7 day alcohol detox is a treatment program offered at many alcohol rehab facilities. The detox program helps alcoholics manage alcohol withdrawal symptoms. Managing withdrawal symptoms is particularly important for chronic and long-term drinkers. After they’ve stopped drinking, they may face severe symptoms that could be deadly.
The 7-day alcohol detox is the first part of getting sober. The detox program helps physically rid the body of toxins. Once a patient has successfully detoxed at a treatment facility, they should seek additional care. This might include therapy and counseling. Some patients may want to continue taking medications to curb cravings. It all depends on their situation.
A medical professional will assess each situation to determine what the best course of action may be. If you’re interested in the 7 day alcohol detox, here’s all that you need to know about it.
The Alcohol Withdrawal Timeline
The 7 day alcohol detox coincides with the alcohol withdrawal timeline. It takes about seven days for physical withdrawal symptoms to subside. The psychological signs, however, can take much longer to disappear. Some alcoholics may find that they experience cravings years after they’ve had their last drink.
The alcohol withdrawal timeline is relatively simple. It can be separated into three distinct stages. While the length of each stage will usually differ from patient to patient, most patients follow this withdrawal timeline reasonably closely. The three stages include:
- Stage 1. This stage usually kicks in about 8 hours after an alcoholic has his or her last drink. The most common symptoms that appear during this stage include anxiety, nausea and abdominal pain. The symptoms start off mild and will worsen.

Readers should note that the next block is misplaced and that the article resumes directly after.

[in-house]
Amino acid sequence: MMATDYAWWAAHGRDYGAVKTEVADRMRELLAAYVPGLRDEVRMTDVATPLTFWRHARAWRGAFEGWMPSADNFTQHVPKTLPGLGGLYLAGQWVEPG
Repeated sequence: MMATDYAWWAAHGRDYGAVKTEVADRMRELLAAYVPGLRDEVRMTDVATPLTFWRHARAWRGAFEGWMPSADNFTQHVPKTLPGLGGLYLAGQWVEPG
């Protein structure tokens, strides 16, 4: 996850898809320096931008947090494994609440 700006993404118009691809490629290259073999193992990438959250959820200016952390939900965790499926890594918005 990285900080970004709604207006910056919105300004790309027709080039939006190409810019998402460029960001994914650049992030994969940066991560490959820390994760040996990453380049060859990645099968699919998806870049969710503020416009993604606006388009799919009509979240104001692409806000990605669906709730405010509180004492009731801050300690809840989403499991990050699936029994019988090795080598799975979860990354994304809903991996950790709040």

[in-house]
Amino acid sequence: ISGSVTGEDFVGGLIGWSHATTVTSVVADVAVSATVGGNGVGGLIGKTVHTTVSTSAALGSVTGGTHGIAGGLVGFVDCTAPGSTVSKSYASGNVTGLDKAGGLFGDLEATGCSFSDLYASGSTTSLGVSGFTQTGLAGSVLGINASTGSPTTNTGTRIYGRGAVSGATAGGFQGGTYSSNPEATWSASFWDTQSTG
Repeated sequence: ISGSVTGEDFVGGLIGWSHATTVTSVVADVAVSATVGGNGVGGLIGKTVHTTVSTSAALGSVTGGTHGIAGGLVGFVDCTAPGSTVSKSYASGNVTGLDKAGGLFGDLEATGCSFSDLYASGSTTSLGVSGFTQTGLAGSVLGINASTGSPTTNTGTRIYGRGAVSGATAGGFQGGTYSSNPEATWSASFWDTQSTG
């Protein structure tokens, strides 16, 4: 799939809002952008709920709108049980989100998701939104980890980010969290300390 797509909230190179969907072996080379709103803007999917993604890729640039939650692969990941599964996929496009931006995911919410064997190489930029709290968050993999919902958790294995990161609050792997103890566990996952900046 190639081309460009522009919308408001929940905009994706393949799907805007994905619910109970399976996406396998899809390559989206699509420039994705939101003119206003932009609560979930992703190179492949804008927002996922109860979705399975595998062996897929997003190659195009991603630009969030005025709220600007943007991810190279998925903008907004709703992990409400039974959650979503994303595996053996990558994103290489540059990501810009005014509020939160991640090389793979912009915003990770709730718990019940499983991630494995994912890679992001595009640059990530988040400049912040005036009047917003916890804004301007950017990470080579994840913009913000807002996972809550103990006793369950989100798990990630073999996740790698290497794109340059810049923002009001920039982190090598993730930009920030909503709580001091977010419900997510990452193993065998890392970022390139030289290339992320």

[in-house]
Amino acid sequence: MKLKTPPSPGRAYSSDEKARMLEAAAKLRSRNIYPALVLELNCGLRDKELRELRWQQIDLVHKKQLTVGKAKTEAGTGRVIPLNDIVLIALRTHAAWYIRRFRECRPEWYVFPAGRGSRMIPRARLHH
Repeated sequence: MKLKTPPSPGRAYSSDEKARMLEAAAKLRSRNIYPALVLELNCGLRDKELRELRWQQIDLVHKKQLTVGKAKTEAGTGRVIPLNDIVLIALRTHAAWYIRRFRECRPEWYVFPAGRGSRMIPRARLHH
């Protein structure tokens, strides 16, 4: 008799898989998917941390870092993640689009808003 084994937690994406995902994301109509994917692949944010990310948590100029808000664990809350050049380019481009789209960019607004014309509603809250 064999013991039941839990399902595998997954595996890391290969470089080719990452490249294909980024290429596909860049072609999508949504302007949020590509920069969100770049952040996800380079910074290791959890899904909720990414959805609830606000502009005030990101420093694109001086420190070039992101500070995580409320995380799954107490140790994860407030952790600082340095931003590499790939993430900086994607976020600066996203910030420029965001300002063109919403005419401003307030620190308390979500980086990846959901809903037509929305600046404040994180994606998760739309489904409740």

- Stage 2. This stage usually kicks in about 24 to 72 hours after a patient has gone cold turkey. The symptoms of alcohol withdrawals in this stage include high blood pressure and unusual heart rate. Some addicts may also experience confusion.
- Stage 3. This stage usually kicks in about 72 hours after an individual has quit drinking. The symptoms that are most likely to appear include fever, seizures, and agitation.
All in all, the symptoms tend to subside after seven days. The 7 day alcohol detox program will manage and ease alcohol withdrawal symptoms during this period of time.
Each patient will experience a different withdrawal timeline. The timeline depends on their biological makeup, the length of the alcohol abuse, the amount of alcohol consumed and more. The detox timeline perfectly matches with the withdrawal timeline.
Symptoms Of Alcohol Withdrawals
Quitting alcohol cold turkey is never wise for those attempting an at-home detox. It’s also advised to seek help from an alcohol rehab program. This is because alcohol addiction can turn deadly quickly.
It’s difficult for the body to get used to the lack of alcohol once it has become dependent. The entire system gets overstimulated, which results in a plethora of alcohol withdrawal symptoms. Addiction treatment keeps severe withdrawal symptoms away. It also lessens the intensity of some of the less life-threatening symptoms.
The intensity and type of withdrawals from alcohol will vary with each patient. It depends on the amount of alcohol consumed and the length of the alcohol abuse. Some of the most common symptoms that could become deadly include:
- Anxiety and panic attacks
- Digestive discomfort
- Delirium tremens